Mormons and Immigration

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The twelfth article of faith of The Church of Jesus Christ of Latter-day Saints states,

“We believe in being subject to kings, presidents, rulers, and magistrates, in obeying, honoring, and sustaining the law."

There are those who feel that illegal immigrants to the United States of America should be able to break those laws which they deem unfair. [1] The statement of the leadership of the Church of Jesus Christ on this issue follows:

"The Church of Jesus Christ of Latter-day Saints recognizes the complexities facing elected officials as they grapple with the implications of immigration law, such as employment, security and budgetary considerations. The Church has not taken a position on this issue, which is clearly the province of government. However, Church leaders have urged compassion and careful reflection when addressing immigration issues affecting millions of people.
"Elected officials who are Latter-day Saints make their own decisions and do not represent the position of the Church regarding immigration legislation. The Church recognizes that these officials make their own choices based on their best judgment and with consideration of the constituencies whom they were elected to represent."

Felonies can be committed by illegal aliens as they try to gain employment in the United States, which may include: 1) fraudulenty gaining a U.S. Social Security number; 2) falsifying I-9 forms under penalty of perjury; 3) identity fraud under state law when the Social Security numbers they are using belong to another person. People whose social security numbers are stolen could have their credit destroyed, could be saddled with arrest records, denied public benefits and may even have their medical records corrupted with life threatening consequences.

However, deporting illegal immigrants separates families, and denying U.S. federal aid to illegals may deny them of basic human rights.


In February, 2011, a few Latinos living in the United States sent a letter to the government of Mexico suggesting that Mormon missionaries from the U.S. should have their visas revoked, because of the Mormon Church's non-involvement in U.S. immigration issues:

"...Lopez-Vargas contends the Mormon Church should be taking a public stand against immigration-reform measures that have the backing of Utah's representatives in Washington.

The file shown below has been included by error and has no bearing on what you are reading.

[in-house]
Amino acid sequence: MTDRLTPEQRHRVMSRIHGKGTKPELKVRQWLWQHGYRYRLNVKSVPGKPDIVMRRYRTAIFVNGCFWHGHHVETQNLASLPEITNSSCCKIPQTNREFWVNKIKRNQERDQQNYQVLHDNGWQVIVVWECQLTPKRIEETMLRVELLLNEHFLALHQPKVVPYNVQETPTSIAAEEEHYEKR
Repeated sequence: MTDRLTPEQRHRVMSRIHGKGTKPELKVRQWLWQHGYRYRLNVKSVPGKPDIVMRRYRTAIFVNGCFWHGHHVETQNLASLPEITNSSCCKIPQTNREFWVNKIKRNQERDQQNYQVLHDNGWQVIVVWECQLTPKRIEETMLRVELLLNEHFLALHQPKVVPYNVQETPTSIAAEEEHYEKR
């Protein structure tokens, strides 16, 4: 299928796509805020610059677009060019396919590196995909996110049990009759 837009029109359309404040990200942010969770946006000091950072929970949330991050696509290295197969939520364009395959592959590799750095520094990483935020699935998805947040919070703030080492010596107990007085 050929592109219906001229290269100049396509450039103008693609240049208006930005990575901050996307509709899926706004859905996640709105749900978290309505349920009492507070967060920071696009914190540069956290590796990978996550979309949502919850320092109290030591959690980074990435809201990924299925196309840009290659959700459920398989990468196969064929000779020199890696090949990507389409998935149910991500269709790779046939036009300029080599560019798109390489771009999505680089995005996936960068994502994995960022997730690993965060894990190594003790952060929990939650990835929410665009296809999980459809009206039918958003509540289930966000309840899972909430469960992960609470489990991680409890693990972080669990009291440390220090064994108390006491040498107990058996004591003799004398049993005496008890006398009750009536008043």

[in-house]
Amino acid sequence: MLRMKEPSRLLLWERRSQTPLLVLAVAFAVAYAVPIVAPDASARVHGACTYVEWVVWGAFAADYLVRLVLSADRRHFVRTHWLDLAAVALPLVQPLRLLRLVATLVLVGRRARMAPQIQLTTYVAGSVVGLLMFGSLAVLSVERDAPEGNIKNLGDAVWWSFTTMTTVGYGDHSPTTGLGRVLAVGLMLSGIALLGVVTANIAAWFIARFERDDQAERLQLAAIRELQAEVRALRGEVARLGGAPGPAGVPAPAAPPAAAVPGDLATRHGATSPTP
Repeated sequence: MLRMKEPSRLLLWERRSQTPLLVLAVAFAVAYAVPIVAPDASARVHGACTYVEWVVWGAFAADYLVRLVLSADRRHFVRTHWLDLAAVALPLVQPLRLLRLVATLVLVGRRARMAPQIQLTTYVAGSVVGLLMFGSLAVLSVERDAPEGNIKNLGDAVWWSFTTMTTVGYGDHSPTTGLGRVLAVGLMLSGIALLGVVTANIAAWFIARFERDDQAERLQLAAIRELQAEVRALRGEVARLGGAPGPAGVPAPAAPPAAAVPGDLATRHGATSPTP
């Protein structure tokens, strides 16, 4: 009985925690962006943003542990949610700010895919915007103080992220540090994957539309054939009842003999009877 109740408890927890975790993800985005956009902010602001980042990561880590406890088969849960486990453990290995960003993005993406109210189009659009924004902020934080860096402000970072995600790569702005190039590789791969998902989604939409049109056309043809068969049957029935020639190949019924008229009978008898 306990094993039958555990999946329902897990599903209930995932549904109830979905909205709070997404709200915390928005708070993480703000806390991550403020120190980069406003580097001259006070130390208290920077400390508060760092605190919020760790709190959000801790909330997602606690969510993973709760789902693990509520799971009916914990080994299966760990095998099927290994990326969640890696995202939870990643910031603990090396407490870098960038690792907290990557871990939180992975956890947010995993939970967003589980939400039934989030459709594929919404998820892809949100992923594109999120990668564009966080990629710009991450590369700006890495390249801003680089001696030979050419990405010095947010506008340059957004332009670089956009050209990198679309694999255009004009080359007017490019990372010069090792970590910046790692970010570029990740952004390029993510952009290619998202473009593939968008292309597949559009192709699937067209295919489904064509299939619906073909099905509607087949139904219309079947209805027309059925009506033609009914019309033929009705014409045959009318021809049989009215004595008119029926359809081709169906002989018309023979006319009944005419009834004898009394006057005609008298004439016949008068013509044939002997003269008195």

"'Most of the representatives belong to that church and most of the bills that are introduced in the Capitol go against human rights,' said Lopez-Vargas. 'We think the church has a responsibility to speak out against it publicly.'
"The church had no formal comment on Lopez-Vargas' proposal; however Rep. Stephen Sandstrom, R-Utah, one of the congressmen pushing legislation beefing up immigration enforcement, told the newspaper that denying visas to missionaries was akin to blackmailing the church. . .." [2]

In March of 2011 the Utah State Legislature passed a series of immigration reform bills with the influence of Mormon advisers. The bills include a guest-worker program. The bills are decidedly politically neutral, overstep federal mandates, and provide compassion along with needed legalities and protections. To read more about the bills, click here.

In June 2011, The Church of Jesus Christ of Latter-day Saints issued the following formal statement:

The Church of Jesus Christ of Latter-day Saints today issued the following official statement on immigration:
Around the world, debate on the immigration question has become intense. That is especially so in the United States. Most Americans agree that the federal government of the United States should secure its borders and sharply reduce or eliminate the flow of undocumented immigrants. Unchecked and unregulated, such a flow may destabilize society and ultimately become unsustainable.
As a matter of policy, The Church of Jesus Christ of Latter-day Saints discourages its members from entering any country without legal documentation, and from deliberately overstaying legal travel visas.
What to do with the estimated 12 million undocumented immigrants now residing in various states within the United States is the biggest challenge in the immigration debate. The bedrock moral issue for The Church of Jesus Christ of Latter-day Saints is how we treat each other as children of God.
The history of mass expulsion or mistreatment of individuals or families is cause for concern especially where race, culture, or religion are involved. This should

give pause to any policy that contemplates targeting any one group, particularly if that group comes mostly from one heritage.

As those on all sides of the immigration debate in the United States have noted, this issue is one that must ultimately be resolved by the federal government.
The Church of Jesus Christ of Latter-day Saints is concerned that any state legislation that only contains enforcement provisions is likely to fall short of the high moral standard of treating each other as children of God.
The Church supports an approach where undocumented immigrants are allowed to square themselves with the law and continue to work without this necessarily leading to citizenship.
In furtherance of needed immigration reform in the United States, The Church of Jesus Christ of Latter-day Saints supports a balanced and civil approach to a challenging problem, fully consistent with its tradition of compassion, its reverence for family, and its commitment to law.
Responsibility of Church Members: Avoiding Being Judgmental
The First Presidency has for many years taught that undocumented status should not by itself prevent an otherwise worthy Church member from entering the temple or being ordained to the priesthood.
Bishops are in the best position to make appropriate judgments as to Church privileges. Meanwhile, Church members should avoid making judgments about fellow members in their congregations.